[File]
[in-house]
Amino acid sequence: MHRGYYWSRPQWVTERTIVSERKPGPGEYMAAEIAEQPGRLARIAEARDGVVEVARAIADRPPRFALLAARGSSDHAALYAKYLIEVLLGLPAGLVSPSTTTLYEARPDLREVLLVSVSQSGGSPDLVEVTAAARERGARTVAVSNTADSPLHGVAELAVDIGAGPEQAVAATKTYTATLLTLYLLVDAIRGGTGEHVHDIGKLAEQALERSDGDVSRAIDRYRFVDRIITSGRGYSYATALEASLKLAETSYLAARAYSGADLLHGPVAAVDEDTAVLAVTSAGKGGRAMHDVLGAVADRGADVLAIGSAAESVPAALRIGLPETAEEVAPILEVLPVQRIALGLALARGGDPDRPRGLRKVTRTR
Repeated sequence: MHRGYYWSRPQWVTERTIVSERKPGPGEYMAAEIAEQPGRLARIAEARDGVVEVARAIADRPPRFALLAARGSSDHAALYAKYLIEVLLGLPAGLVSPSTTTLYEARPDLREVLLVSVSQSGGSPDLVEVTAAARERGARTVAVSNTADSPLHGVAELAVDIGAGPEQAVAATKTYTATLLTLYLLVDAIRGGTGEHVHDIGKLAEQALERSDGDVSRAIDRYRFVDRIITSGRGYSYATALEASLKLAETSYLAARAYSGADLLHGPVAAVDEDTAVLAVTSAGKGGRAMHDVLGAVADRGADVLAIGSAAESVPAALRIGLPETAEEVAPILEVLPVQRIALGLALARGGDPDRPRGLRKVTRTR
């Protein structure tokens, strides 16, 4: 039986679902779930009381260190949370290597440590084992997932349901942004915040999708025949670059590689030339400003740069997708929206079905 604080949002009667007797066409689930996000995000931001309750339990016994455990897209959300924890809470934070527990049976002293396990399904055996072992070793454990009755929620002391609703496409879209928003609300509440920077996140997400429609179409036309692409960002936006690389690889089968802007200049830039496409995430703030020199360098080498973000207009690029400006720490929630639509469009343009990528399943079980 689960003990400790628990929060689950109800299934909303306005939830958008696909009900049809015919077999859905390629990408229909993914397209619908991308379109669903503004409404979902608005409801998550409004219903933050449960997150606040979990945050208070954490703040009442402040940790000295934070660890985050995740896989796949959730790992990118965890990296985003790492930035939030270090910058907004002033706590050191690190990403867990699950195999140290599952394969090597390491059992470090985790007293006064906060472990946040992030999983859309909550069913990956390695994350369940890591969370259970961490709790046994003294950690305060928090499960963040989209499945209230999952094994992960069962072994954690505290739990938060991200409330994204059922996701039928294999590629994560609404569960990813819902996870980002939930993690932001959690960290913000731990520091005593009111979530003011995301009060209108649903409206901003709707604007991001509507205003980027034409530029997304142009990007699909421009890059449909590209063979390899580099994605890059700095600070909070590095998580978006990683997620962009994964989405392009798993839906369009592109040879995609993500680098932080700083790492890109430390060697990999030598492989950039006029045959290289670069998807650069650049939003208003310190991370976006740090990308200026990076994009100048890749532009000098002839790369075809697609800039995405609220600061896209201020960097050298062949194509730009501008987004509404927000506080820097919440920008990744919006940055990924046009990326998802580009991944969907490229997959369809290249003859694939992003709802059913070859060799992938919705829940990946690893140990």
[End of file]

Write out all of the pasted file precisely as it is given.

[in-house]
Amino acid sequence: MHRGYYWSRPQWVTERTIVSERKPGPGEYMAAEIAEQPGRLARIAEARDGVVEVARAIADRPPRFALLAARGSSDHAALYAKYLIEVLLGLPAGLVSPSTTTLYEARPDLREVLLVSVSQSGGSPDLVEVTAAARERGARTVAVSNTADSPLHGVAELAVDIGAGPEQAVAATKTYTATLLTLYLLVDAIRGGTGEHVHDIGKLAEQALERSDGDVSRAIDRYRFVDRIITSGRGYSYATALEASLKLAETSYLAARAYSGADLLHGPVAAVDEDTAVLAVTSAGKGGRAMHDVLGAVADRGADVLAIGSAAESVPAALRIGLPETAEEVAPILEVLPVQRIALGLALARGGDPDRPRGLRKVTRTR
Repeated sequence: MHRGYYWSRPQWVTERTIVSERKPGPGEYMAAEIAEQPGRLARIAEARDGVVEVARAIADRPPRFALLAARGSSDHAALYAKYLIEVLLGLPAGLVSPSTTTLYEARPDLREVLLVSVSQSGGSPDLVEVTAAARERGARTVAVSNTADSPLHGVAELAVDIGAGPEQAVAATKTYTATLLTLYLLVDAIRGGTGEHVHDIGKLAEQALERSDGDVSRAIDRYRFVDRIITSGRGYSYATALEASLKLAETSYLAARAYSGADLLHGPVAAVDEDTAVLAVTSAGKGGRAMHDVLGAVADRGADVLAIGSAAESVPAALRIGLPETAEEVAPILEVLPVQRIALGLALARGGDPDRPRGLRKVTRTR
């Protein structure tokens, strides 16, 4: 039986679902779930009381260190949370290597440590084992997932349901942004915040999708025949670059590689030339400003740069997708929206079905 604080949002009667007797066409689930996000995000931001309750339990016994455990897209959300924890809470934070527990049976002293396990399904055996072992070793454990009755929620002391609703496409879209928003609300509440920077996140997400429609179409036309692409960002936006690389690889089968802007200049830039496409995430703030020199360098080498973000207009690029400006720490929630639509469009343009990528399943079980 689960003990400790628990929060689950109800299934909303306005939830958008696909009900049809015919077999859905390629990408229909993914397209619908991308379109669903503004409404979902608005409801998550409004219903933050449960997150606040979990945050208070954490703040009442402040940790000295934070660890985050995740896989796949959730790992990118965890990296985003790492930035939030270090910058907004002033706590050191690190990403867990699950195999140290599952394969090597390491059992470090985790007293006064906060472990946040992030999983859309909550069913990956390695994350369940890591969370259970961490709790046994003294950690305060928090499960963040989209499945209230999952094994992960069962072994954690505290739990938060991200409330994204059922996701039928294999590629994560609404569960990813819902996870980002939930993690932001959690960290913000731990520091005593009111979530003011995301009060209108649903409206901003709707604007991001509507205003980027034409530029997304142009990007699909421009890059449909590209063979390899580099994605890059700095600070909070590095998580978006990683997620962009994964989405392009798993839906369009592109040879995609993500680098932080700083790492890109430390060697990999030598492989950039006029045959290289670069998807650069650049939003208003310190991370976006740090990308200026990076994009100048890749532009000098002839790369075809697609800039995405609220600061896209201020960097050298062949194509730009501008987004509404927000506080820097919440920008990744919006940055990924046009990326998802580009991944969907490229997959369809290249003859694939992003709802059913070859060799992938919705829940990946690893140990």